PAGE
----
European workers’ rights up in the air


Conservative MEPs and businesses are equally upset about the changes Socialist deputies introduced to the text on European Works Councils this week, saying it went far beyond what social partners had agreed upon this summer. Doubts have now arisen as to the likelihood of it being adopted by member states before the end of the year.

The European Parliament’s employment committee approved the text on Monday night (17 November), with 36 MEPs voting in favour, 1 against and 10 abstentions. The text will now be put to the plenary in mid-December, where adoption is far from certain given the various amendments introduced by the Socialist Group. 

Conservatives feel betrayed by Socialists

Centre-right MEO Philip Bushill-Matthews (EPP-ED), the Parliament’s rapporteur on the dossier, who abstained from the vote, said he felt deceived by the trade unions, which he said had specifically asked him not to table any amendments to the deal reached by the social partners. “I accepted their advice on the assumption that the other side would do the same and respect the agreement,” he told EURACTIV. 

He blamed trade unions for “actively encouraging” socialist MEPs to table a number of amendments “which would move the agreement in a very different direction”. 

Talking to EURACTIV, Dutch Socialist shadow rapporteur on the Works Council Directive, Jan Cremers, dismissed this view, saying he had never agreed to not table any amendments. He said he had emailed his conservative counterpart “a list of items that I wanted to table” but had received no reply. 

To the contrary, Cremers accused Bushill-Matthews of trying to delay the legislative process by refusing any amendments to the text and asked him to return his mandate as rapporteur, given he had not found the backing of the committee. 

Works councils in all companies? 

Businesses were equally outraged by the new amendments, which mean tougher rules for companies. 

MEPs deleted a clause asking for a threshold of 50 employees to be required in order to establish a Works Council (EWC) for trans-European companies, which they claimed would have discriminated against smaller member states. “Employees in the member states should be fairly represented regardless of the total number of employees in a European undertaking,” the adopted text reads.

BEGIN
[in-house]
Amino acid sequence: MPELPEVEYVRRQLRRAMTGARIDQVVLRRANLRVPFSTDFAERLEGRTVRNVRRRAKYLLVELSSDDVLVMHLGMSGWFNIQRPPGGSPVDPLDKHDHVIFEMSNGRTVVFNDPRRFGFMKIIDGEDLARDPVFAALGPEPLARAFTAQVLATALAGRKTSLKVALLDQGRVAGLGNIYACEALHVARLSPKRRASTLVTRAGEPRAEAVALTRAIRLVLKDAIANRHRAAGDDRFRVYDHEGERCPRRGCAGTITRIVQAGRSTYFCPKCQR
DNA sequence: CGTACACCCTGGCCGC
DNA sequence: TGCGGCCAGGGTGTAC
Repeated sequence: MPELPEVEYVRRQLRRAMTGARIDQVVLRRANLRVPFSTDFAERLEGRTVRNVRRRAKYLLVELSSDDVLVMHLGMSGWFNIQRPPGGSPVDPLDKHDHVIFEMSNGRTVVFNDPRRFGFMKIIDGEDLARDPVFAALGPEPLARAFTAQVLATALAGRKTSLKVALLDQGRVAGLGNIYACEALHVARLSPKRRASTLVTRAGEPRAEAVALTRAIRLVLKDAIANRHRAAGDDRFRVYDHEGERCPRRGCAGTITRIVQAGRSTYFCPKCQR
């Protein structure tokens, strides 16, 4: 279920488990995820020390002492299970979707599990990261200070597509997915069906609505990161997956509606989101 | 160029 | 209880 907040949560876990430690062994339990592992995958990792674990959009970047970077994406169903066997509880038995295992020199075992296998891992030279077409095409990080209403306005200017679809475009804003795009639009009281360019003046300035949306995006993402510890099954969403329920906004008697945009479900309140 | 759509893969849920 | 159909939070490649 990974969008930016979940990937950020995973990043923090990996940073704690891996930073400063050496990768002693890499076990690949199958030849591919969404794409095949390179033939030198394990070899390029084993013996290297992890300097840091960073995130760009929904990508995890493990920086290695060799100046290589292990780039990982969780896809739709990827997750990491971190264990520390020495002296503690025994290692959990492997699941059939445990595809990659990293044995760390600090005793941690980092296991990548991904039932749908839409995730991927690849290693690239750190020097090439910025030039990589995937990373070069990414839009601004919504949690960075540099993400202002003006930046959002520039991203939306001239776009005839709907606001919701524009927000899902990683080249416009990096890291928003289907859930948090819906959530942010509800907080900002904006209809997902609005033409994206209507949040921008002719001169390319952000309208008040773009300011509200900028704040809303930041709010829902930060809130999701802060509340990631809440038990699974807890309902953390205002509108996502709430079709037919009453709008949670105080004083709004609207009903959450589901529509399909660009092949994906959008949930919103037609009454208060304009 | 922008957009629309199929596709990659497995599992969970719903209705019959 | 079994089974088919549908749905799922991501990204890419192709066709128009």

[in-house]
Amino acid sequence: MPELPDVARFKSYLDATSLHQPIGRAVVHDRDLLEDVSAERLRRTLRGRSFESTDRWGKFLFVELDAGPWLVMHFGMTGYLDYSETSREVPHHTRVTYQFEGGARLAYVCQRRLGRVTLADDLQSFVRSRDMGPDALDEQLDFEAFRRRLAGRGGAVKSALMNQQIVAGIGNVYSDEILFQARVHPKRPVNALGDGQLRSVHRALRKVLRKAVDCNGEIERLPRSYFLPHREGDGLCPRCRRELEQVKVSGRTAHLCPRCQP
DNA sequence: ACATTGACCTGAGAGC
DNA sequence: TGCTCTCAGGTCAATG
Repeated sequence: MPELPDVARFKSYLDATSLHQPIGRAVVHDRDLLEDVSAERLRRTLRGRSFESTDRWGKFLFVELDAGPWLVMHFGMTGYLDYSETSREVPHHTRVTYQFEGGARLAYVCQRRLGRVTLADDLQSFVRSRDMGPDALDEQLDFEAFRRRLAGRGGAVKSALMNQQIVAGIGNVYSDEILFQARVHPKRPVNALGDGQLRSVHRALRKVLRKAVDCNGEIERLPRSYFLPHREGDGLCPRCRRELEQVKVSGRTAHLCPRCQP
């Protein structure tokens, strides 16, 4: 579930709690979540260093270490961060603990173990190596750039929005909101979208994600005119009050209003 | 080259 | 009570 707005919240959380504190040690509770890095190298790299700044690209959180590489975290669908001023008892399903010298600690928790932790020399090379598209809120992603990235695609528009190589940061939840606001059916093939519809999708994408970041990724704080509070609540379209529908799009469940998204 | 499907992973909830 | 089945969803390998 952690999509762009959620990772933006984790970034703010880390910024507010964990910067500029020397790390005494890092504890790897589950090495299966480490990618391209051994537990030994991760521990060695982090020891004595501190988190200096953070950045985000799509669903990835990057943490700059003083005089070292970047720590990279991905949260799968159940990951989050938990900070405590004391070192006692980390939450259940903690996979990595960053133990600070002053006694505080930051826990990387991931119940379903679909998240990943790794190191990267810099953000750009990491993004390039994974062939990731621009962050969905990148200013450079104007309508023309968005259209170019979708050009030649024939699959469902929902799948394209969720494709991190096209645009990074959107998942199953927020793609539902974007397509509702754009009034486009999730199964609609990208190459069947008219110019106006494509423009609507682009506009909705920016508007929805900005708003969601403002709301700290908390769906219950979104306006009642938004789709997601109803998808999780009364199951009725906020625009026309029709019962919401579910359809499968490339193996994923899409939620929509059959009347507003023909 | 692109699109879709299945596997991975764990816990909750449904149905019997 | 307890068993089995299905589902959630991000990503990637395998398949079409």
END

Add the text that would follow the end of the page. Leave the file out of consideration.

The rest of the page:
Although unhappy with the outcome, businesses could eventually agree to this, Jorgen Rønnest from BusinessEurope told EURACTIV, before adding that there were at least five or six member states which had expressed sympathy for scrapping the threshold. 

Business fury over transnationality clause 

Industry’s main concerns refer to the altered definition of transnationality. MEPs agreed that this would apply to cases where a closure or restructuring decision taken in one member state affects workers in another. 

In practice, this means that the management of a trans-European company will have to consider common responses formulated by works councils in countries affected by the closure or restructuring.

Socialists insisted that the new directive had to take into account court rulings such as the Vilvoorde case, in which a decision by the French carmaker Renault to close plants in the Brussels suburb triggered widespread public outrage. 

Jorgen Rønnest from BusinessEurope told EURACTIV that this was “completely unacceptable” and would not provide the legal certainty businesses need. 

Sanctions for non-compliance 

Socialists also inserted a clause calling for sanctions in case companies do not fully comply with the rules. However, the concrete application of sanctions is left up to the member states. 

MEPs proposed a full review of the directive three years after implementation. 

Still hoping for an agreement in 2008

Conservative MEPs made clear that they would only give their approval in plenary on the basis of what the social partners had agreed. 

“If MEPs wish to insist on the committee decision, then there will be no first reading agreement and there probably will be no recast directive at all. The Socialists and the trade unions would then have destroyed what could have been workable legislation,” said Bushill-Matthews. 

MEPs said they will now try to reach a common position with the member states before the employment ministers meet on 15-16 December. If no deal can be reached, the process will be delayed until next year. 

German Green MEP Elisabeth Schroedter welcomed the vote, saying that the committee had demonstrated the "courage to eventually call for deterrent sanctions on companies still opposing the creation of European Works Councils". 

Jorgen Rønnest from BusinessEurope said the amendments introduced by the Socialist Group were "completely unacceptable" and would "upset the balance" found with social partners. "It is now a completely new game." 

The European Works Councils Directive of 1994 obliges companies with 1,000 or more workers and at least 150 employees in two or more member states of the European Economic Area (all EU states plus Norway, Iceland and Liechtenstein) to set up councils with worker representatives from all countries. 

Since 2004, trade unions had been pressing for a review of the text, pointing to large gaps in its implementation. Indeed, twelve years after the directive entered into force, only a third of companies have implemented it, with medium-sized businesses of up to 5,000 workers lagging behind the most. 

Despite business opposition to a recast of the text, in February the European Commission announced a review aimed at strengthening workers' consultation and information rights. The objective was to find an agreement with social partners, but the latter could not overcome their differences before August (EURACTIV 05/09/08). 

  • 15-16 Dec 2008: EU employment ministers expected to discuss the text.  
  • 18-19 Dec 2008: Parliament plenary set to vote on the text. 

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